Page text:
Suppose-Rudyard Kipling The inspiring poem 'If' by Rudyard Kipling (1865-1936) originally published in his collection 'Rewards and Fairies' in 1909. "If" is an uplifting, motivating poem that also serves as a list of principles for "grown-up" life. It begins with the line: "If you can keep your head when all about you are losing theirs..."
Kipling was an Anglo-Indian writer who spent most of his life in India. His works include novels, poems, stories, and essays on various subjects such as imperialism, religion, and education. He is best known for his writings which express his views on these topics.
In addition to "If", Kipling wrote other well-known poems including "Mandalay" and "The Way Through the Woods". He also authored several books including two memoirs, two novels, and two collections of short stories.
Kipling was awarded the Nobel Prize in Literature in 1930. He was born in Bombay into a family with strong literary connections; his father was a British civil servant who later became an Indian judge while his mother came from an old Indian family. He grew up in India and England and learned both the English and Hindi languages.
Kipling married twice but had no children with his first wife and was divorced from his second wife after only six months.
Regarding Rudyard Kipling's poem "If": The poem "If" by Rudyard Kipling, an India-born British Nobel laureate poet, is a poetry of ultimate inspiration that advises us how to deal with many situations in life. The poet expresses his thoughts on how to win this life and, ultimately, how to be a good human being. This beautiful poem has inspired many people around the world.
If you understand the lesson of this poem, you will never be defeated. No matter what happens, you can still keep going. With enough determination, you can win even if things look bleak at times. As the poet says: "Failures are only losers who haven't tried yet."
Kipling was an Anglo-Indian writer who lived from 1865-1936. He was born into a wealthy family in Lahore, Punjab (now Pakistan). His father was Major Charles William Wilson Kipling, who worked for the Indian Civil Service. When Rudyard was only nine years old, his father was appointed as Secretary to the Government of India, which required the family to move to Calcutta (now Kolkata, West Bengal). There they stayed for five years while his father worked on his project.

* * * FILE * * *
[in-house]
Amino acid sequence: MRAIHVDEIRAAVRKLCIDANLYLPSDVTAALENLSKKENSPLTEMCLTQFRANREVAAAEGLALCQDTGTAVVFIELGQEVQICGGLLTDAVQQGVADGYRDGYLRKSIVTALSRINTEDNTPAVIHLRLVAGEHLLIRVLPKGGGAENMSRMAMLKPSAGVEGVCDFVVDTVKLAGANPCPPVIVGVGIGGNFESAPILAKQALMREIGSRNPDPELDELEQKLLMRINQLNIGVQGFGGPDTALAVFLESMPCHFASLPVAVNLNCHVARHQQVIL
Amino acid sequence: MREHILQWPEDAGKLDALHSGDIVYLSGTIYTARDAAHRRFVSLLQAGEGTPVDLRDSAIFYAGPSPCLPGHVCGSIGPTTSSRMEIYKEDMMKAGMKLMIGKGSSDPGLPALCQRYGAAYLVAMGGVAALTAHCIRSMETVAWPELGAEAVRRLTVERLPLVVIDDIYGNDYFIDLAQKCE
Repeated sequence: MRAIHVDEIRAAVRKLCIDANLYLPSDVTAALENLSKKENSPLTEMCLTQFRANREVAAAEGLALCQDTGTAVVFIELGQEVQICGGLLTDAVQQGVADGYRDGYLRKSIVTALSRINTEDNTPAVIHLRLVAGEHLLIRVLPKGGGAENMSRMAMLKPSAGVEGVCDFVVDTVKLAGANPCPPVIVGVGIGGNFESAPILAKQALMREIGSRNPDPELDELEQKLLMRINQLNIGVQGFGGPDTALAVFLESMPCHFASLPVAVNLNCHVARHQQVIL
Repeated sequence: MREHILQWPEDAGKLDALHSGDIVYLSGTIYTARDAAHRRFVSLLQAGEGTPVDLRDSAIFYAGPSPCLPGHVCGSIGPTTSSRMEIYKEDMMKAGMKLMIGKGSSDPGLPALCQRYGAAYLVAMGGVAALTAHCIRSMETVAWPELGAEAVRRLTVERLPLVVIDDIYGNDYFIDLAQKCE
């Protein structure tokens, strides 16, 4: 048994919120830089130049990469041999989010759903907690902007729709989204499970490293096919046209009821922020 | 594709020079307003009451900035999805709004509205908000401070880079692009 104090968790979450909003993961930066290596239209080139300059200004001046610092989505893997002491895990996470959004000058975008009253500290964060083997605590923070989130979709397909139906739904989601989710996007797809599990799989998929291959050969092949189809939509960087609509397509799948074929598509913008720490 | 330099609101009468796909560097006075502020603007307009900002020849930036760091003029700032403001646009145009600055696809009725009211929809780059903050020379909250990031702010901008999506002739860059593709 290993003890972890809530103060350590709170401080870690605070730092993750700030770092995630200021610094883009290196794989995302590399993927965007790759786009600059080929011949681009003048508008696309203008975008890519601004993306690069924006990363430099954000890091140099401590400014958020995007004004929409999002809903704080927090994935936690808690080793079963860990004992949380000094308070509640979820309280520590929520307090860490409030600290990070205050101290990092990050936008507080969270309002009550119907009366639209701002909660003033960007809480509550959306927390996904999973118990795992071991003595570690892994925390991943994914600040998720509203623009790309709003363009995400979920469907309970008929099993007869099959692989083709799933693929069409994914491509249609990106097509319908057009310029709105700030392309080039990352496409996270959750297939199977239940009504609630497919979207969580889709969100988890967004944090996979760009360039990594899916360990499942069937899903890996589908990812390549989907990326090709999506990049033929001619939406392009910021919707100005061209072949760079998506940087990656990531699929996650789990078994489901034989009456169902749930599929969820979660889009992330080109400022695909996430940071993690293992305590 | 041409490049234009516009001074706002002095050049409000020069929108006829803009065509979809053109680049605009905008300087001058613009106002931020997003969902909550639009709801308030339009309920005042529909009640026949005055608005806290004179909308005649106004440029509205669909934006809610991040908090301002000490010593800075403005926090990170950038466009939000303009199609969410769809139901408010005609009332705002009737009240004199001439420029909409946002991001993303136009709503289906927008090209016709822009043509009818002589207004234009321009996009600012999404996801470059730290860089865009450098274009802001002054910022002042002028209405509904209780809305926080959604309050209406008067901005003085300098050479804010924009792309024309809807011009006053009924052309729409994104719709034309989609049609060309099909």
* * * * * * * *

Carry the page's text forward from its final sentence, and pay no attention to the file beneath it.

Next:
When he was 14 years old, Rudyard went to St. Thomas' School in London. Two years later, he went back to India to live with his parents.
Kipling penned the poem "If" to impart knowledge. The poem illustrates the son, who is recognized in the poem's final line. The speaker is giving his son lessons to help him grow into a man. Through this poem, we can see that Rudyard Kipling believed that words were powerful and could influence people.
Kipling wrote many other poems during his lifetime, some of which still are read today. His works include stories for children, novels, and poems. He has been called the "Poet-Saint" because he was a great writer and also performed several good deeds during his life. One example is that he donated all of his money to establish two hospitals in British India: one in Mombasa and another in Lahore.
Some have said that Rudyard Kipling was inspired by his son John to write these poems. They both had very similar names so maybe that is why some people think they wrote the poems together. Either way, Rudyard Kipling spent most of his life in India so he should know more about what happens there. So if you want to hear first-hand accounts from someone who lived there, then Kipling is a good source to use.
The Poem's Subject IF: The poem IF's overarching topic is effective virtuous living based on principles like as honesty, correct behavior, and self-development. The poem talks to each and every reader about what it means to be a full man and how he navigates life's ups and downs. It also demonstrates that true happiness cannot be found in material possessions or through one-time achievements but rather it must be earned through one's actions.
Kipling uses poetic language to accentuate different ideas within the text. For example, he uses alliteration (the repetition of letters or sounds within a word) to highlight important words such as if, now, then, hence, thus, so, well. This technique can be seen in the first line of the poem where the letter 'I' is repeated three times within a short space of time: 'If you can look into the heart of man... If you can remember when you were nothing... If you can learn without learning from others... If you can trust yourself when all men doubt you...'. All of these statements are related to effective virtuous living and their corresponding lines contain alliteration.
Kipling also uses metaphor to convey complex ideas in simple terms. For example, he compares human beings to ships by saying "As men ship out to sea,/ They leave their homes behind;/ Their loved ones miss them,/ And pray they will return.